Would it be a good idea to …
… discourage public corruption in Luzerne County by providing training to the area’s public servants in topics such as municipal management and ethics?
A letter writer who identified himself as Jack Dunn of Pittston pitched this notion in an opinion piece published in Sunday’s edition of The Times Leader. “One of the higher educational entities in the area, perhaps the community college, could develop an evening certificate course of perhaps 25 hours for code enforcement officers or other municipal employees that would cover the basics of local government, budgets, ethics and what should be expected of a public servant,” he wrote. “This also could be beneficial for those aspiring to serve the public as employees of municipal and county authorities.
“Something of a similar nature in a more compressed fashion of perhaps two or more evenings,” the letter stated, “could focus on newly elected township, borough, city and school board officials, to be held between Election Day and when they take office.”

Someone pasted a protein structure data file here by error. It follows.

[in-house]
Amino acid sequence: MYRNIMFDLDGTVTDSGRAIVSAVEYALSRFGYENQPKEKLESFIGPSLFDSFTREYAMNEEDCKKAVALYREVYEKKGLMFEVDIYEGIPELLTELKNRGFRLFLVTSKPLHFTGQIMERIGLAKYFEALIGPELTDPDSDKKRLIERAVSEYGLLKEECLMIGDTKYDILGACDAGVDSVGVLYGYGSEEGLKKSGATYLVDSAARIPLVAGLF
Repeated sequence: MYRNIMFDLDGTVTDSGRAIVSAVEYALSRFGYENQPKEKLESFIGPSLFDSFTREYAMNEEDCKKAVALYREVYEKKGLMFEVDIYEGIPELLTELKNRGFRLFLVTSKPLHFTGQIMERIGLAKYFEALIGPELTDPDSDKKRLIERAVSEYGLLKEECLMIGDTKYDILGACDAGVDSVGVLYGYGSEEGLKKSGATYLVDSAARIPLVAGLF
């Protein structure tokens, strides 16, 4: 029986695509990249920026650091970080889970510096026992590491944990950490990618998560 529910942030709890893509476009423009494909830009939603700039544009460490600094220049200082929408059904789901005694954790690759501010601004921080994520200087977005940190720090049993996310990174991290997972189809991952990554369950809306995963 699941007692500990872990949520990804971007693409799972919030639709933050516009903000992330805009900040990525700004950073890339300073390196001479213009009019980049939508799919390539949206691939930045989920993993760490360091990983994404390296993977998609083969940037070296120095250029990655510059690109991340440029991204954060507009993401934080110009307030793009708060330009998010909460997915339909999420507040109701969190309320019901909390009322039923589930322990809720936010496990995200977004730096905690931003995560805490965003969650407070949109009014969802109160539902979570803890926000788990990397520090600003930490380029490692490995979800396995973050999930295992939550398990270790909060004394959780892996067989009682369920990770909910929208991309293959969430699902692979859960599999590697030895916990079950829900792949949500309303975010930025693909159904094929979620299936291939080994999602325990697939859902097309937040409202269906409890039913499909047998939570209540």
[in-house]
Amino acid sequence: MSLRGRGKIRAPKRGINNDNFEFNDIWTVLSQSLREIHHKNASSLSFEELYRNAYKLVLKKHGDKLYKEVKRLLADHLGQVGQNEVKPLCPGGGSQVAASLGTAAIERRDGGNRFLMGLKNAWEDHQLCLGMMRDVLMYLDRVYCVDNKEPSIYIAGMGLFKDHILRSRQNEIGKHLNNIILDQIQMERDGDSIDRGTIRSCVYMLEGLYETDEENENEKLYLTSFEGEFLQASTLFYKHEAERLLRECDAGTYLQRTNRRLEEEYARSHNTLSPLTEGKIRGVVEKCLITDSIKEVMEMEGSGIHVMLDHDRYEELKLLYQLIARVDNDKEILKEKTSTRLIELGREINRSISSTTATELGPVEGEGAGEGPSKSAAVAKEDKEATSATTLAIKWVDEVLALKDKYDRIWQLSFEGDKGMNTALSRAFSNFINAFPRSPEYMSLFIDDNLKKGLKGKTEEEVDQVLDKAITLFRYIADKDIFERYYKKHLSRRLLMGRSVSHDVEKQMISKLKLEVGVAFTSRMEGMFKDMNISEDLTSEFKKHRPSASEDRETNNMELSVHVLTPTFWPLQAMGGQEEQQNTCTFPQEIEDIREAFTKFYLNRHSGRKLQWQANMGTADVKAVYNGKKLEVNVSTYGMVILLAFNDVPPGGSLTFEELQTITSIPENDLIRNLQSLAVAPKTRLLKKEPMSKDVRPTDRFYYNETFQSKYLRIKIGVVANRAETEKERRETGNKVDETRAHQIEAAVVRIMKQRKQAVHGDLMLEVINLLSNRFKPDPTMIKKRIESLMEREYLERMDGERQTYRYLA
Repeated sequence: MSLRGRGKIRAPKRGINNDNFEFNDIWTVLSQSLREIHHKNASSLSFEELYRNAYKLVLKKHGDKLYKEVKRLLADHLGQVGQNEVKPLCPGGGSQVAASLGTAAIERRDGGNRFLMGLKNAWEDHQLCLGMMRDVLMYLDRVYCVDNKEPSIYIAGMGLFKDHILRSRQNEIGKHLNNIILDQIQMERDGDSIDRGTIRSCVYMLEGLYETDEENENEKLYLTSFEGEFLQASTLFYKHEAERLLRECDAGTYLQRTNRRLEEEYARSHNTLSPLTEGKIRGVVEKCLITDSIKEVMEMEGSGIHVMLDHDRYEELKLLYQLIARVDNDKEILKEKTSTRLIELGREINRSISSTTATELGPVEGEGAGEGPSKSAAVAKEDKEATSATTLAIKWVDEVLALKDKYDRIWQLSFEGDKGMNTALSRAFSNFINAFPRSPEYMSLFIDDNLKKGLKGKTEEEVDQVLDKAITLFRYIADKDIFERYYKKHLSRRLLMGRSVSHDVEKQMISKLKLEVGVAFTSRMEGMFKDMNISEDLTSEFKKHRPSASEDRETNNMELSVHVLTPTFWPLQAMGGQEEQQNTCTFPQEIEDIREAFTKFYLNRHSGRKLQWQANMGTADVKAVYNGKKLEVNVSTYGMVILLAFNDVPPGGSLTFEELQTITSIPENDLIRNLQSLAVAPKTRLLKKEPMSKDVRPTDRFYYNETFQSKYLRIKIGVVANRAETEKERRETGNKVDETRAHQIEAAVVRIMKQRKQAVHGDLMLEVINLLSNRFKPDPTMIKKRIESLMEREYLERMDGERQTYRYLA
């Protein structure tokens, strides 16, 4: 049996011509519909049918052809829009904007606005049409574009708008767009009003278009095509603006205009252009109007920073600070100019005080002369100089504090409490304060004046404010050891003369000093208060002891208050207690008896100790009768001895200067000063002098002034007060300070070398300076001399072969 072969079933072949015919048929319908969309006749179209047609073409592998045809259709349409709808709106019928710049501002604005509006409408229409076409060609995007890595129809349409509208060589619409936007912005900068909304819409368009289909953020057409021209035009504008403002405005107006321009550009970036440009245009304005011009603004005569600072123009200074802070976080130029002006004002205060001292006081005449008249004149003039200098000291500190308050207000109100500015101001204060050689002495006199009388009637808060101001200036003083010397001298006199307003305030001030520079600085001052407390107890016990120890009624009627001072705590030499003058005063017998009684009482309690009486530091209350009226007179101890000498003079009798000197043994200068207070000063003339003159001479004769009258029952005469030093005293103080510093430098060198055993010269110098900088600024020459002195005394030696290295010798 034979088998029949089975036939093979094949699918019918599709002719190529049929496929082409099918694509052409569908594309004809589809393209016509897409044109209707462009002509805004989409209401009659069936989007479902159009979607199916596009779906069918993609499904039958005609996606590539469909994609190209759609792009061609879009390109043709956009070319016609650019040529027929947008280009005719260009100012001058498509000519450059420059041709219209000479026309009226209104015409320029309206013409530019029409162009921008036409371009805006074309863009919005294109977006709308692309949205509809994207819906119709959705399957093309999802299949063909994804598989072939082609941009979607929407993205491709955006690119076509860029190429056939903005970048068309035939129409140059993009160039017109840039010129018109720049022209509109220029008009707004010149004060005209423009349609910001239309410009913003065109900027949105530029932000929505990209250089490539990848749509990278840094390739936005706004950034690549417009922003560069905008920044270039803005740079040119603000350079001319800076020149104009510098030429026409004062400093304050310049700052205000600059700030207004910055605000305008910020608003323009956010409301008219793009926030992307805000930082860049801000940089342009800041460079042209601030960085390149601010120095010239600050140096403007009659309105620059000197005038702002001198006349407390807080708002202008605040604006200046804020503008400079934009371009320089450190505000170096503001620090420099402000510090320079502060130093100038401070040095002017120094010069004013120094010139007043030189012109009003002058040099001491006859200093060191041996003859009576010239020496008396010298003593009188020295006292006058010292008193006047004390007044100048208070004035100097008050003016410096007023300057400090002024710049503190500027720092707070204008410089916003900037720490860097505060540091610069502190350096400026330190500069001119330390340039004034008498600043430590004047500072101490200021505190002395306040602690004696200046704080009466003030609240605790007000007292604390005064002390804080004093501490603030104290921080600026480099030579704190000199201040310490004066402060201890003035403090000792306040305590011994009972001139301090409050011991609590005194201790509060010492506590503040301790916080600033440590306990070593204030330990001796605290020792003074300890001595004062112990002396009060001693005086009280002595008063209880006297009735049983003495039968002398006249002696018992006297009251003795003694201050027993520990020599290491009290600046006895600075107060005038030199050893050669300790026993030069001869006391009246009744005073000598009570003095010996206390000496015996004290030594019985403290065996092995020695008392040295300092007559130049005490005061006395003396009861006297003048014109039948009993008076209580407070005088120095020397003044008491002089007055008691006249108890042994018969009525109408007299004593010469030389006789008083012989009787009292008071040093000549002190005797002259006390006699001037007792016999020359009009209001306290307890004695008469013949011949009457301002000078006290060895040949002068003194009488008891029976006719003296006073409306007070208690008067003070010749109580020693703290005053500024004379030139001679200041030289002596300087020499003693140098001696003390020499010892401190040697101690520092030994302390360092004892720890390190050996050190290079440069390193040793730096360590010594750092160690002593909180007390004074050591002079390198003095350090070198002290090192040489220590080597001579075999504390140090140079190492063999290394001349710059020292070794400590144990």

We didn’t survey any elected officials about this idea or bounce it off the higher-ups at Luzerne County Community College. We want to know what you think.
Five years ago, the juvenile justice scandal that erupted in Luzerne County sent two county judges to prison and led to calls for court reforms here and across the state. In short order, the FBI’s corruption crackdown also revealed the criminal doings of dozens of public school directors, area business owners, county commissioners and others. Their actions perverted supposedly trusted institutions.
Collectively, the range of offenses suggests a culture of corruption that can’t be repaired simply by sweeping some of the offenders out of their public posts.
Might one component of fixing the problem be to offer ongoing educational programs?
For instance, in response to the so-called “kids for cash scandal,” Wilkes University faculty have created a free online course intended to keep more juveniles out of trouble — and out of courtrooms. Aimed at parents, educators and juvenile justice professionals, it supplies the information they need to know to help kids better handle difficult situations in school. It also advises adults on making changes in the way young people’s behavioral issues are handled at home, in schools and elsewhere.
Shouldn’t equal emphasis be placed on training for school board members? Township and borough officials? People who sit on county authorities and boards? County leaders?
Give us your feedback by sending a letter the editor or posting comments to this editorial at timesleader.com or facebook.com/timesleader.
Likewise, share your ideas for improving the community and making area residents’ lives better. Maybe we’ll spotlight your suggestion in a future editorial and ask readers, “Would it be a good idea to …”